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Aleister Crowley’s influence on Frank Zappa and Steven Tyler

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Having written much about Aleister Crowley and his influence upon pop-occulture, we will, herein, continue considering personage who have looked to the to mega therion / the great beast for inspiration. Find our previous articles on Crowley here—which range from L. Ron Hubbard’s Scientology to Damien Echols (of the West Memphis Three-WM3 murders infamy) and much, much more.

The following is translated from Paolo Baroni’s Italian site, “Tutti Pazzi Per Crowley [Something about Crowley],” Centro Sangiorgio, December 27, 2013 AD.

“…there is probably some wishful thinking involved. In the years after Darwin, his advocates hoped to find predictable progressions. In general, these have not been found—yet the optimist has died hard, and some pure fantasy has crept into textbooks…”

—David M. Raup, “Evolution and the Fossil Record,” <i>Science</i>, Vol. 213, No. 4505, 17 July 1981 AD, p. 289

FRANK ZAPPA

In the book Freak Out! My Life with Frank Zappa, Pauline Butcher (Zappa’s personal secretary from 1968 to 1972 AD) worte:

“Gail [Zappa] put the scissors down and ran her hands through Frank [Zappa]’s hair, lifting and moulding it with her fingers. I blamed Aleister Crowley, whose book they’d recently acquired. Gail had started using words like occult and mysticism and alchemy.

‘The tension between male and female,’ Crowley claimed, ‘is fundamental to existence and sexual magic.’ He saw women’s role as subjugated to man, a role that Gail seemed happy to accept, and Frank wholeheartedly concurred…

If I could vaguely understand Gail’s interest in Crowley, I could not fathom Frank’s, a man who exuded rationality.”

Well, there is no conflict between following Crowley’s magickal system and rationality as if you conjure demons, they will show up in one way/form or another—it is rational.

A 4 disc special edition of The Making Of Freak Out: An FZ Audio Documentary Aleister Crowley (betwixt Lily Tomlin and Keith Richards).

“Frank Zappa had one thing in common with Crowley's hatred of the Christian religion. Zappa wrote: ‘If you want to stay together in a unique situation with the people you love, fine, but the basis of this desperate sociology on the idea of the type That lives in the clouds, which the Big Book, who knows if you've been good or bad and worry about these things, people, place everything on this idea is the simian brain thinking.’” [Paolo Baroni is quoting the book “The Real Frank Zappa Book,” (Simon & Schuster, 1990 AD), p. 301]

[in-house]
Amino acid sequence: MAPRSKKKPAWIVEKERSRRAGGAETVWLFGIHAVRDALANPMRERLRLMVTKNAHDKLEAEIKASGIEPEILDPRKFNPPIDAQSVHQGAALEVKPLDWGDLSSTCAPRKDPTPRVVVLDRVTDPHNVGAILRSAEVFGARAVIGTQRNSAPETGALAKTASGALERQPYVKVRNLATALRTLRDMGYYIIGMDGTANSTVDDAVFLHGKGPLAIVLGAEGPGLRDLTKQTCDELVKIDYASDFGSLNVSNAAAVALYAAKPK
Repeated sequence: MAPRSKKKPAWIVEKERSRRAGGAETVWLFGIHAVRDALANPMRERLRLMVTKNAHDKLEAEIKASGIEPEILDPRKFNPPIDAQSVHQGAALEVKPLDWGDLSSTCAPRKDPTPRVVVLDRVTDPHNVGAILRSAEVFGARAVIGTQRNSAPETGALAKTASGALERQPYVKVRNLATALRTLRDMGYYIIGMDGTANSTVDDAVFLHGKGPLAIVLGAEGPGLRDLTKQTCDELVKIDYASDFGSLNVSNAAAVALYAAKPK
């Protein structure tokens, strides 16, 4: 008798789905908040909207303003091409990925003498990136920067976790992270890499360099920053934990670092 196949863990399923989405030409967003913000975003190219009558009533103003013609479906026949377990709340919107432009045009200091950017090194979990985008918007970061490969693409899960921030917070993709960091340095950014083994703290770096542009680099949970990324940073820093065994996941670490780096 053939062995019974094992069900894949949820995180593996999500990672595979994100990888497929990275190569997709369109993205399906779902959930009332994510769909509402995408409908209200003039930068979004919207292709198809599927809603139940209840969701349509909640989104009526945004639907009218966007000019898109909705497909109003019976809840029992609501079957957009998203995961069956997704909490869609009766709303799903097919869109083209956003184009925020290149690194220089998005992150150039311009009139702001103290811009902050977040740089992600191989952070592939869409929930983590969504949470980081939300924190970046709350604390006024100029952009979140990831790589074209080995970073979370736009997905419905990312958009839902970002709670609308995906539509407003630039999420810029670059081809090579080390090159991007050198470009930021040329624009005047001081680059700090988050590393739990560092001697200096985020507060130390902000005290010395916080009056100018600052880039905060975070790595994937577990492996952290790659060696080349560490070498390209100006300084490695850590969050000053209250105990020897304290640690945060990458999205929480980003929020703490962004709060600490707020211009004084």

In the song Church Chat, Frank Zappa sings:

“You know today the church is in a terrible state / the bucks just aren’t rollin’ in like they used to / and when the bucks don't come in / the church comes up with a new gimmick to make you spend to Heaven…

listen to this ladies and gentlemen, when the church wants to get your money they remind you about hell. (whoo-ho-ha-ha)…

Sometimes people say: that if you **** somebody (oh lord) it's a sin, (oui-oui [French for “yes-yes”]) this may or may not be true…Some people would say this is a sin / and if you sin you're gonna go to hell.

Well ladies and gentlemen: There ain't no hell. (oui) There is no such thing as hell. (oui) There is no hell, there is only France! (oui-oui) Oui, oui.”

AEROSMITH’s STEVEN TYLER

“In His recent autobiography , the Aerosmith lead singer Steven Tyler Has he ADMITTED That Practiced by sexual magic Following The Teachings of the Great Beast 666.

One of the “top 10 most terrific revelations that Tyler shares with us, his loyal readers” is that “He practiced Sex Magick” which states, “I’ve practiced Crowley Magick so I know it works,’ Tyler writes of channeling the power of the mutual orgasm to achieve wider goals.”

He notes that he is not claiming that “every girl I slept with” was consciously involved or that he “asked her to pray for the same thing I was praying for” but that he was consciously practicing ritualistic sex magick and having sex as a vehicle for prayer “namely that Aerosmith would become the greatest American band’” (Marc Spitz, “Top 10 Revelations in Steven Tyler’s Memoir, Does the Noise in My Head Bother You?,” Vanity Fair, May 9, 2011 AD).

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